Rolo is a chocolate candy that is filled with caramel, the package is in the shape of a roll. Each of the several pieces of candy inside the package is stacked top-to-bottom and are truncated to allow each price to be broken off and eaten individually. Rolo is said to have been invented on December 21, 1937, although the trademark filing for candy that uses the word Rolo puts its first use date at 1937/12/15. However, these dates do not always describe the true date that products were first sold. Rolo was invented by the company Mackintosh’s, who later had its name changed to Rowntree-Mackintosh. The company name on the trademark information for the word Rolo was John Mackintosh & Sons, Ltd. The lasted listed owner of the trademark for at least the aforementioned version of the word Rolo is Société des Produits Nestlé S.A, which translates roughly to Products Company Nestle S.a. Corporation. Another trademark filing for a different version of the word Rolo has the owner listed as Societe des Produits Nestle S.A. SOCIÉTÉ ANONYME.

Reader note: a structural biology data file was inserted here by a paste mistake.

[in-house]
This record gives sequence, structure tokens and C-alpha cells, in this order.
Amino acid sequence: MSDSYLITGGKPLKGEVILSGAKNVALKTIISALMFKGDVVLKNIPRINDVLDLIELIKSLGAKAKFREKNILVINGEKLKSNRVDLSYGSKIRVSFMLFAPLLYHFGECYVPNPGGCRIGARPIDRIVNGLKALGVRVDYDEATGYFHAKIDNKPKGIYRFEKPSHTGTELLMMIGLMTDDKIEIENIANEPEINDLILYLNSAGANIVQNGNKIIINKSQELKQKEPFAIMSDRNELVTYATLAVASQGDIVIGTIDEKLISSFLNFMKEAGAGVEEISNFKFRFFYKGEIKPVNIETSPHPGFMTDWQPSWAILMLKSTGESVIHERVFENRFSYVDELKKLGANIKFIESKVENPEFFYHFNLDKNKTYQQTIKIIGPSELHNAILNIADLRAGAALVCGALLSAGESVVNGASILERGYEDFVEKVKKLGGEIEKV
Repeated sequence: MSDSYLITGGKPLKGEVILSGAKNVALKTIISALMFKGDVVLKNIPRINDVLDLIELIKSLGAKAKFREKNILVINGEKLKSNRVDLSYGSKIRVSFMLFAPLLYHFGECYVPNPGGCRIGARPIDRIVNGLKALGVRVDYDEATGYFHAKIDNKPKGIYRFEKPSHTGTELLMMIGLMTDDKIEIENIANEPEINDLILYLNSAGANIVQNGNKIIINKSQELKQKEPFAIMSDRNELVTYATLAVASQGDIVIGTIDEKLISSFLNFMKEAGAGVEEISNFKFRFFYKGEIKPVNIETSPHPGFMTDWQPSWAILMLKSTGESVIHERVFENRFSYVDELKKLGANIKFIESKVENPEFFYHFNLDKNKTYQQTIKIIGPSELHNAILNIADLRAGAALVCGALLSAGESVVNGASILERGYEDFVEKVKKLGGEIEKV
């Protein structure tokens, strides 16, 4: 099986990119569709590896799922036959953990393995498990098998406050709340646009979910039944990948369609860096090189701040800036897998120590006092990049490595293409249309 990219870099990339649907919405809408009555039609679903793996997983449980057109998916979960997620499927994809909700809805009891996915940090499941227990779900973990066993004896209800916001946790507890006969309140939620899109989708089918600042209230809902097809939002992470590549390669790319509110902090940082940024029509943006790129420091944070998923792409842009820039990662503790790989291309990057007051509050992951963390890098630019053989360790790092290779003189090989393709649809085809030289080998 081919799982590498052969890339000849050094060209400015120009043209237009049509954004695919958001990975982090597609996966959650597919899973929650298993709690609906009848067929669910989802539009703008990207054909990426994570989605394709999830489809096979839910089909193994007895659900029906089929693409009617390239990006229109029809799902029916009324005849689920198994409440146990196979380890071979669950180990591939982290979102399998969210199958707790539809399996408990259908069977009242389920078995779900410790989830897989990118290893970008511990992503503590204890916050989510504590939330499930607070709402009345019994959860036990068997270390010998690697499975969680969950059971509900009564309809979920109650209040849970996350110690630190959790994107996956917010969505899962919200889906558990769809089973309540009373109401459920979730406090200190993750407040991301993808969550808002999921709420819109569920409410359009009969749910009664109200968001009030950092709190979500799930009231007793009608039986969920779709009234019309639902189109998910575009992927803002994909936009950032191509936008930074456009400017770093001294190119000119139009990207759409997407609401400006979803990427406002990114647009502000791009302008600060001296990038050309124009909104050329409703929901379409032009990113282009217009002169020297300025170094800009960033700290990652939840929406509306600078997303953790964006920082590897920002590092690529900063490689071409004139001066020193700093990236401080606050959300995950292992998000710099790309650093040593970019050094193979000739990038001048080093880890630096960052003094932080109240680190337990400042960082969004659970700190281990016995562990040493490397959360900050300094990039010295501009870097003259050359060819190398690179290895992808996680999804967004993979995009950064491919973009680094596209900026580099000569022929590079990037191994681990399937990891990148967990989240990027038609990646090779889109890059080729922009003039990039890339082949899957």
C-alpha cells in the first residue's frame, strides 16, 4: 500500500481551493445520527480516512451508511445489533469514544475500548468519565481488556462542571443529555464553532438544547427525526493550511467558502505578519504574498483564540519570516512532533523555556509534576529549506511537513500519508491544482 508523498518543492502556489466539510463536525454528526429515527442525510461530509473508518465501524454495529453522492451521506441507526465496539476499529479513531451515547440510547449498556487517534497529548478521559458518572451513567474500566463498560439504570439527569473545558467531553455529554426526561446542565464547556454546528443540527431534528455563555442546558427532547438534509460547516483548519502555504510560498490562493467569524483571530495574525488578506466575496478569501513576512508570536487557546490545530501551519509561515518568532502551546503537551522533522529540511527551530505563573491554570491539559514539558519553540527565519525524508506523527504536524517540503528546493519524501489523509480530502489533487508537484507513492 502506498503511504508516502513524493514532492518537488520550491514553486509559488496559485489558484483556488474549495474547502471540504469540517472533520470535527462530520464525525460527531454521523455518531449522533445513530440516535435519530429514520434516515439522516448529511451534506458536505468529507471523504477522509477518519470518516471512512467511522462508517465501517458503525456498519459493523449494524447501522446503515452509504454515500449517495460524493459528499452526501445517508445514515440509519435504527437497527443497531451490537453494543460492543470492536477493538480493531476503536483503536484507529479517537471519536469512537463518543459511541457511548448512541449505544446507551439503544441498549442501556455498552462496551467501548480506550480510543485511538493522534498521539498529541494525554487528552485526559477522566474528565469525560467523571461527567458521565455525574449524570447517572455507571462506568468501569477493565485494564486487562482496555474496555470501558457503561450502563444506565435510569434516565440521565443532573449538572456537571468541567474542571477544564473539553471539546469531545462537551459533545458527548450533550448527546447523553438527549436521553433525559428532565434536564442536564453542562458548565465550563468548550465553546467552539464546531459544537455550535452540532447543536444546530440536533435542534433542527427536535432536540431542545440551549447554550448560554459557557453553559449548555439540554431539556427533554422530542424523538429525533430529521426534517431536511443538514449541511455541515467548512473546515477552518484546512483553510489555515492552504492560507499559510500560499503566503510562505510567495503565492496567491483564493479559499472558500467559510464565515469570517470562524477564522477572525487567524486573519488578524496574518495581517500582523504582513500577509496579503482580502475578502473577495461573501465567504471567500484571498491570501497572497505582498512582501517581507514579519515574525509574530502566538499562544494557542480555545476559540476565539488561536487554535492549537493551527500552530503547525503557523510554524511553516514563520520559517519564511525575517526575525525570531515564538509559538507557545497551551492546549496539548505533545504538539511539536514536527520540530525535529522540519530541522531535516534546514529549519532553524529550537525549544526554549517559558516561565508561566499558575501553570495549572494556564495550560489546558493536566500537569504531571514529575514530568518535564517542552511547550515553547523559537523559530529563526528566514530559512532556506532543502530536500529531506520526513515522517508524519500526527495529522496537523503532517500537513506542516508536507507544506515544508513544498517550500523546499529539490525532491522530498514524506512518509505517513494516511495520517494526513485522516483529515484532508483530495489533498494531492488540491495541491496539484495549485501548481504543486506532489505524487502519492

The history of Rolo begins with another candy called Mackintosh’s Toffee. That product started when a man named Mackintosh opened up his sweets shop in Halifax, Yorkshire, England in 1890, and came up with the product Mackintosh’s Toffee, aiming to get the firmness just right. Rolo candy is similar to Mackintosh’s Toffee with a chocolate coating on it. The name of Rolo comes form how the packages novel design is shaped like a roll. As Rowntree-Mackintosh produced Rolos outside the United States, in 1956 the New England Confectionery Company acquired a licence to produce Rolos within the United States. In 1969, the license for US Manufacturing of Rolos was acquired by The Hershey Company. In 1998, the Nestlé company acquired Rowntree and its brands, including Rolo.